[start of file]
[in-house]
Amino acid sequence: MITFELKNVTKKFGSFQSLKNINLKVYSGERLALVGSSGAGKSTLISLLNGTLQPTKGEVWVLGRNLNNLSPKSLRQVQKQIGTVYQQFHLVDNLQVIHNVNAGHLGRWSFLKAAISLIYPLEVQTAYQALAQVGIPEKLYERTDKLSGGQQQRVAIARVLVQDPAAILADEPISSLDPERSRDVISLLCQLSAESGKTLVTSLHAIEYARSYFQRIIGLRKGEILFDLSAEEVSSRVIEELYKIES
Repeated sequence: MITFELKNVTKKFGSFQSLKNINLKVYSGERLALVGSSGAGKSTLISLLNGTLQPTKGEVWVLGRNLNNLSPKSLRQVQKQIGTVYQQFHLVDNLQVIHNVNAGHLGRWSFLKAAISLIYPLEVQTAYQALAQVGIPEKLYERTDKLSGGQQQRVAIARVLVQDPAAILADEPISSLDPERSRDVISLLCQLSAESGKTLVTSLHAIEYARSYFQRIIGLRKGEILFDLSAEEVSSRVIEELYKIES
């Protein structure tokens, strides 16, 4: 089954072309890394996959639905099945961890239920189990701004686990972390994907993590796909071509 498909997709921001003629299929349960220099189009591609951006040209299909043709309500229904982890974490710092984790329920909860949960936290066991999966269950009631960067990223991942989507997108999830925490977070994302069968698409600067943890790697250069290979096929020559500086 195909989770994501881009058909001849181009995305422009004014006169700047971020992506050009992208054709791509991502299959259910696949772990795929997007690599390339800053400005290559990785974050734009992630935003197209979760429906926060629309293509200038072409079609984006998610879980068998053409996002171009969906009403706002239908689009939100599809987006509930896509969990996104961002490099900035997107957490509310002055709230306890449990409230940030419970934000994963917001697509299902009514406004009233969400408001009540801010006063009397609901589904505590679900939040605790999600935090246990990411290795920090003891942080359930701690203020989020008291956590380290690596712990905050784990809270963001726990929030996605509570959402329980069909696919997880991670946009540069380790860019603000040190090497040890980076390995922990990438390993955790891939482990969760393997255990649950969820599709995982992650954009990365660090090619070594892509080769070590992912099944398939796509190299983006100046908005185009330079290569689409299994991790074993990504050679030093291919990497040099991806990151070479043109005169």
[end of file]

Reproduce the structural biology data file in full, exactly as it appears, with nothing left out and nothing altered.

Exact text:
[in-house]
Amino acid sequence: MITFELKNVTKKFGSFQSLKNINLKVYSGERLALVGSSGAGKSTLISLLNGTLQPTKGEVWVLGRNLNNLSPKSLRQVQKQIGTVYQQFHLVDNLQVIHNVNAGHLGRWSFLKAAISLIYPLEVQTAYQALAQVGIPEKLYERTDKLSGGQQQRVAIARVLVQDPAAILADEPISSLDPERSRDVISLLCQLSAESGKTLVTSLHAIEYARSYFQRIIGLRKGEILFDLSAEEVSSRVIEELYKIES
Repeated sequence: MITFELKNVTKKFGSFQSLKNINLKVYSGERLALVGSSGAGKSTLISLLNGTLQPTKGEVWVLGRNLNNLSPKSLRQVQKQIGTVYQQFHLVDNLQVIHNVNAGHLGRWSFLKAAISLIYPLEVQTAYQALAQVGIPEKLYERTDKLSGGQQQRVAIARVLVQDPAAILADEPISSLDPERSRDVISLLCQLSAESGKTLVTSLHAIEYARSYFQRIIGLRKGEILFDLSAEEVSSRVIEELYKIES
């Protein structure tokens, strides 16, 4: 089954072309890394996959639905099945961890239920189990701004686990972390994907993590796909071509 498909997709921001003629299929349960220099189009591609951006040209299909043709309500229904982890974490710092984790329920909860949960936290066991999966269950009631960067990223991942989507997108999830925490977070994302069968698409600067943890790697250069290979096929020559500086 195909989770994501881009058909001849181009995305422009004014006169700047971020992506050009992208054709791509991502299959259910696949772990795929997007690599390339800053400005290559990785974050734009992630935003197209979760429906926060629309293509200038072409079609984006998610879980068998053409996002171009969906009403706002239908689009939100599809987006509930896509969990996104961002490099900035997107957490509310002055709230306890449990409230940030419970934000994963917001697509299902009514406004009233969400408001009540801010006063009397609901589904505590679900939040605790999600935090246990990411290795920090003891942080359930701690203020989020008291956590380290690596712990905050784990809270963001726990929030996605509570959402329980069909696919997880991670946009540069380790860019603000040190090497040890980076390995922990990438390993955790891939482990969760393997255990649950969820599709995982992650954009990365660090090619070594892509080769070590992912099944398939796509190299983006100046908005185009330079290569689409299994991790074993990504050679030093291919990497040099991806990151070479043109005169």